Shifter: “This election will represent a shift, and it will be important to work out new terms for the US-Colombia relationship”

Photo of Michael Shifter Credit: Francisco Arteaga

On June 21 Michael Shifter, senior fellow of the Inter-American Dialogue, was interviewed at the microphones of Canada’s CBC on the recent victory of Gustavo Petro as a new president-elect of Colombia. The conversation was also centered on the future of US-Colombia and Canada-Colombia relations.


Questions (Q): What’s your view on the new tide of left governments in the region?

Answers (R): “I think incumbents are having a hard time governing, there are huge demands and expectations by well-informed citizens, especially the young. The economic conditions are not good enough to satisfy these demands, so this is a formula for frustration and discontent with the status quo. Many of the incumbent governments were of the right or center-right and they didn’t deliver, so now people are looking for alternatives, which happens to be the left. Still, if the left will not perform, it will be thrown out as well. People are really just looking for governments that can function and meet their demands.”

(Q): How is this move to the left going to position Colombia, with regard to the other countries in the region?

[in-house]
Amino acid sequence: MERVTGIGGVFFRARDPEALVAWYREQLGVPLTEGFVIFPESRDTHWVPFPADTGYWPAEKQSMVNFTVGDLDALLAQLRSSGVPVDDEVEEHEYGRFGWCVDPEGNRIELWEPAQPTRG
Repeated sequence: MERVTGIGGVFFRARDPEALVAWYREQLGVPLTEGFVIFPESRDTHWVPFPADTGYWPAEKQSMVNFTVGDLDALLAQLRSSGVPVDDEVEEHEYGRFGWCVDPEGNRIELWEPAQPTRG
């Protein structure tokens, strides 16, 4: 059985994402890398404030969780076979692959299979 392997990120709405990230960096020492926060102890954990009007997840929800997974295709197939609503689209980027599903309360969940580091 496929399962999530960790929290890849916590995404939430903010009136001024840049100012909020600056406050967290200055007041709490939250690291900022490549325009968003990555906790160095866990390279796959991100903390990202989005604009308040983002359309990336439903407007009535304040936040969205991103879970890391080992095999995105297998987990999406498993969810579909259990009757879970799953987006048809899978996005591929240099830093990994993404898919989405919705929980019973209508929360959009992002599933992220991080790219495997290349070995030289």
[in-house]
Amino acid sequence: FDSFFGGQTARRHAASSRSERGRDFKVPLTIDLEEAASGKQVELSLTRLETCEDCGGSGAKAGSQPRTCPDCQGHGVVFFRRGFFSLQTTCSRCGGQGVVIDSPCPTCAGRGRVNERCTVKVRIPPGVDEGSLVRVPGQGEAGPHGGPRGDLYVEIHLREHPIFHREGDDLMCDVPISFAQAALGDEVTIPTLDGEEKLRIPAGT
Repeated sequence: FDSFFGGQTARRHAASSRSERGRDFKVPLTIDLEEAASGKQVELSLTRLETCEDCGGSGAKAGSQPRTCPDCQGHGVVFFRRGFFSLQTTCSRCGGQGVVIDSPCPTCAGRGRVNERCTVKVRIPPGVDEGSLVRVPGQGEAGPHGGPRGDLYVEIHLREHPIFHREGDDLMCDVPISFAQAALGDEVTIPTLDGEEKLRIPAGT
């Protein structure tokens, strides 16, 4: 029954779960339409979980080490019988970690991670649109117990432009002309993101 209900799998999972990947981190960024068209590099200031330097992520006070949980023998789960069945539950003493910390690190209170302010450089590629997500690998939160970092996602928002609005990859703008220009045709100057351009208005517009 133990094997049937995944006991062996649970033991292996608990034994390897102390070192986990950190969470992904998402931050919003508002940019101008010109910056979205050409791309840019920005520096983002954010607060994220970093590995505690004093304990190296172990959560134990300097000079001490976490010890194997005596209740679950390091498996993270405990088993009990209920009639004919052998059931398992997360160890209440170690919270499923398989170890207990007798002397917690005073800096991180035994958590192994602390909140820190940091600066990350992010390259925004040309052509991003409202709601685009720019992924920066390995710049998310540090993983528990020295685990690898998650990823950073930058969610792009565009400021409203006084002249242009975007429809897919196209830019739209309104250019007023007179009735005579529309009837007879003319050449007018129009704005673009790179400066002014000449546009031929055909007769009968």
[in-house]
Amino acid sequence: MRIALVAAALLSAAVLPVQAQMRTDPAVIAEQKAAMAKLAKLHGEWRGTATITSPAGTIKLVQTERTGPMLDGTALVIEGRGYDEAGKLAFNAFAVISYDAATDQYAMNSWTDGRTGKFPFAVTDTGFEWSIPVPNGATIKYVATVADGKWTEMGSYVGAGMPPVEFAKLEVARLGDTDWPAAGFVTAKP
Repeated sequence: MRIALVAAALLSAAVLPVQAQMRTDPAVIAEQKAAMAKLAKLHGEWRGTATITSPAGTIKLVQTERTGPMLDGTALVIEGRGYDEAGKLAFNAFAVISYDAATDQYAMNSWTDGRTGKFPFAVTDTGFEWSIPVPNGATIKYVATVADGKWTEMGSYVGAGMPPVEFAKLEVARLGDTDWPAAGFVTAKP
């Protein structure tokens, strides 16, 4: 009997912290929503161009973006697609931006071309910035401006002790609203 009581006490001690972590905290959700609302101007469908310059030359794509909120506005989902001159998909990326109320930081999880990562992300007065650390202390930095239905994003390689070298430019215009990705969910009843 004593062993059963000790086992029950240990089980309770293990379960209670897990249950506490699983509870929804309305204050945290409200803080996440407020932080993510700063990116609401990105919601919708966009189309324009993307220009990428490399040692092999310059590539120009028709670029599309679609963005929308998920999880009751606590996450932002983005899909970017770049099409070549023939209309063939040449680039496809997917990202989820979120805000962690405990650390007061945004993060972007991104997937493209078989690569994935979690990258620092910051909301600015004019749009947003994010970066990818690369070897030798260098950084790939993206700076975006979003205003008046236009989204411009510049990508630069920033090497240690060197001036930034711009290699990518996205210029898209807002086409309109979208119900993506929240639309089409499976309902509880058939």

(A): “Colombia is a very important country for the region, being the third most populous one as well. Something that will be key is the coming election in Brazil in October, where Lula da Silva is trying to make a comeback to the presidency and Petro has talked very openly about a possible alliance with him. Petro also mentioned a possible cooperation with Boric, with whom he shares his climate change agenda. He sees an alliance that could be built region-wide with other like-minded governments but whether this will materialize remains to be seen.”

(Q):  How will the election change US-Colombia relations?

(A): “Petro had a conversation with Secretary of State Blinken, which signals that the Biden administration has the intention to build a constructive relation, which is though definitely going to be different. Petro has not been shy on his opposition to the drug war, which has been the basis of the recent US-Colombia relations through Plan Colombia. There is also the issue of Colombia relations with Venezuela, where Petro mentioned he would like to normalize relations with Maduro. Petro will want to maintain relations with the US but also, at the same time, build connections with China, the European Union and other actors. This election will be a shift, and it will be important to work out new terms for the relationship.”


Listen to the full episode on CBC

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